Guest Editors' Introduction: eHealth and Services Computing in Healthcare

By McGregor, Carolyn; Maeder, Anthony | Journal of Theoretical and Applied Electronic Commerce Research, August 2009 | Go to article overview

Guest Editors' Introduction: eHealth and Services Computing in Healthcare


McGregor, Carolyn, Maeder, Anthony, Journal of Theoretical and Applied Electronic Commerce Research


Healthcare is often perceived to lag behind other industry sectors in its uptake and adoption of new technology. eHealth is one such technology which includes the areas of Health Informatics, Electronic Medical/Patient Records, Clinical Decision Support, Telehealth. The main purpose of eHealth is to provide better use of information in health care settings, to improve the quality of patient care and the efficiency of clinical processes. Many situations exist where the use of eCommerce principles would be appropriate to establish new eHealth solutions, and these warrant extensive research investigation. Services Computing has been described as a "cross-discipline that covers the science and technology of bridging the gap between Business Services and IT Services" (Site 1). This role is supported by Web services and service-oriented architecture (SOA), business consulting methodology and utilities, business process modelling, transformation and integration. The goal of Services Computing is to enable IT services and computing technology to perform business services more efficiently and effectively. Opportunities abound for the unique aspects of healthcare to drive fundamental computing and IT research together with leading applied research within the healthcare domain that could potentially be reapplied to areas outside of healthcare.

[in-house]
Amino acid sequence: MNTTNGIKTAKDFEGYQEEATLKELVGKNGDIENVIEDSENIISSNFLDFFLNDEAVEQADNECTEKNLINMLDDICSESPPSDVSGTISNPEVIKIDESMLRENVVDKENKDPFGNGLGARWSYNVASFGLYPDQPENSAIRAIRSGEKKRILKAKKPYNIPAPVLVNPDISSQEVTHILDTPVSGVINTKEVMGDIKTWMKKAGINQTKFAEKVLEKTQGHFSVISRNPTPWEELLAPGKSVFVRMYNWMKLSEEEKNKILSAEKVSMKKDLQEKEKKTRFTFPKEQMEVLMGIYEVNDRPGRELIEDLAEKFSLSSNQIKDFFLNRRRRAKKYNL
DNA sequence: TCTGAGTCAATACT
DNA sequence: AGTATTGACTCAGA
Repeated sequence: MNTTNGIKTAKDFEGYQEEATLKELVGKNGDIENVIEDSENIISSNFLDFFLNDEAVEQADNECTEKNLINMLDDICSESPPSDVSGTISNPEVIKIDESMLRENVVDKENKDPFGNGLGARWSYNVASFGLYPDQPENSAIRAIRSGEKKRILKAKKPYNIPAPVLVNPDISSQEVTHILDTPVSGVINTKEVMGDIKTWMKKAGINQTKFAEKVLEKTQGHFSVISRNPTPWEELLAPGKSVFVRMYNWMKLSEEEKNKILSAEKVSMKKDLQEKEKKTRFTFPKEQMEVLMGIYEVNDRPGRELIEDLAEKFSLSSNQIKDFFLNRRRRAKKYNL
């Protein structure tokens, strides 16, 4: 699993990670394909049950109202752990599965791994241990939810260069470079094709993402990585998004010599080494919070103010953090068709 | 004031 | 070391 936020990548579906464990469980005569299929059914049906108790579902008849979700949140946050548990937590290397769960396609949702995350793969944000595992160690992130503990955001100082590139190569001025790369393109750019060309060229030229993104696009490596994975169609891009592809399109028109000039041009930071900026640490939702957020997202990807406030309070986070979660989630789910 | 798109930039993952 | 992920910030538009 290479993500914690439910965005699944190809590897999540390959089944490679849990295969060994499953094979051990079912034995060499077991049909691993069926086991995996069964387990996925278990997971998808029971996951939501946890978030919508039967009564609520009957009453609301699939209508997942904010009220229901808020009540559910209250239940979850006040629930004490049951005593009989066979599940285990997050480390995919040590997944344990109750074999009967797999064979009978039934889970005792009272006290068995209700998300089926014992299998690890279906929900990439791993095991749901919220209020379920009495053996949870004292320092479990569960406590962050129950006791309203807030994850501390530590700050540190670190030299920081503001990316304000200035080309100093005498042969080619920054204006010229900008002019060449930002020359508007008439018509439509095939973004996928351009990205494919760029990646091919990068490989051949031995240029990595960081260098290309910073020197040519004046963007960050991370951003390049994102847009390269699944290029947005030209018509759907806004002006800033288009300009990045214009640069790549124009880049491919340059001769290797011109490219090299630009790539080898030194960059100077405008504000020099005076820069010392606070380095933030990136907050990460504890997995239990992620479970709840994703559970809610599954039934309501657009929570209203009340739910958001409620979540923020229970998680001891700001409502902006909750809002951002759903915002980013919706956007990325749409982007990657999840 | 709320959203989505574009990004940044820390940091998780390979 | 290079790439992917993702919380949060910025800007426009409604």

This special issue contains articles addressing eHealth and Services Computing in Healthcare from several different perspectives. The first three articles set the scene for research within this domain by focusing on business process modelling within healthcare and e-health, otherwise known as patient flow or patient journey modelling. While many healthcare organisations are utilising Lean Thinking (Site 2) based approaches, these research articles show that improvements can be made to these initiatives through approaches that better support the nuances of healthcare when compared to the retail and manufacturing sectors for example.

The first paper entitled "An Evaluation Framework for Business Process Modelling Languages in Healthcare" coauthored by Amir Afrasiabi Rad, Morad Benyoucef and Craig E. Kuziemsky sets the scene by introducing the healthcare domain, the business processes within it; healthcare's modeling requirements, and challenges of healthcare business process modeling. With this in mind they present the difficulties of modeling complex healthcare processes in a service based environment. They present a set of healthcare modeling requirements and propose an evaluation framework for process modeling languages based on these requirements. This is demonstrated through the evaluation of the suitability of two major process based service composition languages supporting services computing, namely BPEL and WS-CDL.

The second paper entitled "Using Visual Analytics to Improve Hospital Scheduling and Patient Flow" co-authored by Janna Anneke Fitzgerald and Ann Dadich presents an innovative approach to extend the lean thinking approach premised on visual analytics. They demonstrate that this approach can identify areas for improvement without having to make changes to the physical environment through a visual communication mechanism with staff. …

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